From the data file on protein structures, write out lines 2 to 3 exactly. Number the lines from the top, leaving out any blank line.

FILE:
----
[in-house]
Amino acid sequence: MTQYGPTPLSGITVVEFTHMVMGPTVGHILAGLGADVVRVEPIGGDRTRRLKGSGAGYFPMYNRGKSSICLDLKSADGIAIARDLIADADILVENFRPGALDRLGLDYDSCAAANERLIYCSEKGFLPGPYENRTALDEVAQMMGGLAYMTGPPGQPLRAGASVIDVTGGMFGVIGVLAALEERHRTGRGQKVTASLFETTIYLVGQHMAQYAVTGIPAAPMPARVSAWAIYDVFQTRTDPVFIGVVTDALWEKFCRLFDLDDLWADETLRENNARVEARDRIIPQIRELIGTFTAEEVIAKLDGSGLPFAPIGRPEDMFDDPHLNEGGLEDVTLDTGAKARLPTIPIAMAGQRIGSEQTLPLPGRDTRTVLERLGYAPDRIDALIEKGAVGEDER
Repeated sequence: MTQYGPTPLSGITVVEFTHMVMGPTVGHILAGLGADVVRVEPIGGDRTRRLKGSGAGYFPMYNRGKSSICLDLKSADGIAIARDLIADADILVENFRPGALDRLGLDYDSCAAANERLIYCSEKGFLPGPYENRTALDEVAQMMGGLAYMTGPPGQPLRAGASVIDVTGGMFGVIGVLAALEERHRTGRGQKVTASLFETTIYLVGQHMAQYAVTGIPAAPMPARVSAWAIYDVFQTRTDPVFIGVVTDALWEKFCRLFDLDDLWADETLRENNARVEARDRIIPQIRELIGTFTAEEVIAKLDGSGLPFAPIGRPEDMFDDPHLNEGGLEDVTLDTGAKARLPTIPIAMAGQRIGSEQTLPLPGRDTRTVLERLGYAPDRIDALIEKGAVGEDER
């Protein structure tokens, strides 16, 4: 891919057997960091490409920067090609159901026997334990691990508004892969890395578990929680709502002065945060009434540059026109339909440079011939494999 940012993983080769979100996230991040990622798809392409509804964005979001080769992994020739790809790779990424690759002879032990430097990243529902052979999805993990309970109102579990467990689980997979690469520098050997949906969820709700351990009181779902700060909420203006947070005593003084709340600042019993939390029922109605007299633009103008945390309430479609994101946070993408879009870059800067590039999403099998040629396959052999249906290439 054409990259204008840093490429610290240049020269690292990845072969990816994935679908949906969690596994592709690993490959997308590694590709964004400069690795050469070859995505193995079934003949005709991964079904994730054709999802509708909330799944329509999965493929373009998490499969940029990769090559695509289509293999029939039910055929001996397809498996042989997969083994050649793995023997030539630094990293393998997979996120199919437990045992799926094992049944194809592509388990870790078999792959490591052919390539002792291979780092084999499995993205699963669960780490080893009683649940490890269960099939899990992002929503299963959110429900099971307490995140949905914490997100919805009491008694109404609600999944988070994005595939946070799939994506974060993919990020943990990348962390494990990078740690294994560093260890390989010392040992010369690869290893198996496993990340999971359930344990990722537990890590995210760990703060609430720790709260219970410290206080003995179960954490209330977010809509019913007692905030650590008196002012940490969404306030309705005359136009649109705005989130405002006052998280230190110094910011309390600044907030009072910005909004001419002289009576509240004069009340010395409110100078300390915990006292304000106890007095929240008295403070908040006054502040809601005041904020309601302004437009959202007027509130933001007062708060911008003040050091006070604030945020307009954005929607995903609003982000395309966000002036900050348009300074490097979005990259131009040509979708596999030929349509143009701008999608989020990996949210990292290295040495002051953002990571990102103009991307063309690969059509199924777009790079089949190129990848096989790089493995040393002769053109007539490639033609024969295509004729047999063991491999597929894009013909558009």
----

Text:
Amino acid sequence: MTQYGPTPLSGITVVEFTHMVMGPTVGHILAGLGADVVRVEPIGGDRTRRLKGSGAGYFPMYNRGKSSICLDLKSADGIAIARDLIADADILVENFRPGALDRLGLDYDSCAAANERLIYCSEKGFLPGPYENRTALDEVAQMMGGLAYMTGPPGQPLRAGASVIDVTGGMFGVIGVLAALEERHRTGRGQKVTASLFETTIYLVGQHMAQYAVTGIPAAPMPARVSAWAIYDVFQTRTDPVFIGVVTDALWEKFCRLFDLDDLWADETLRENNARVEARDRIIPQIRELIGTFTAEEVIAKLDGSGLPFAPIGRPEDMFDDPHLNEGGLEDVTLDTGAKARLPTIPIAMAGQRIGSEQTLPLPGRDTRTVLERLGYAPDRIDALIEKGAVGEDER
Repeated sequence: MTQYGPTPLSGITVVEFTHMVMGPTVGHILAGLGADVVRVEPIGGDRTRRLKGSGAGYFPMYNRGKSSICLDLKSADGIAIARDLIADADILVENFRPGALDRLGLDYDSCAAANERLIYCSEKGFLPGPYENRTALDEVAQMMGGLAYMTGPPGQPLRAGASVIDVTGGMFGVIGVLAALEERHRTGRGQKVTASLFETTIYLVGQHMAQYAVTGIPAAPMPARVSAWAIYDVFQTRTDPVFIGVVTDALWEKFCRLFDLDDLWADETLRENNARVEARDRIIPQIRELIGTFTAEEVIAKLDGSGLPFAPIGRPEDMFDDPHLNEGGLEDVTLDTGAKARLPTIPIAMAGQRIGSEQTLPLPGRDTRTVLERLGYAPDRIDALIEKGAVGEDER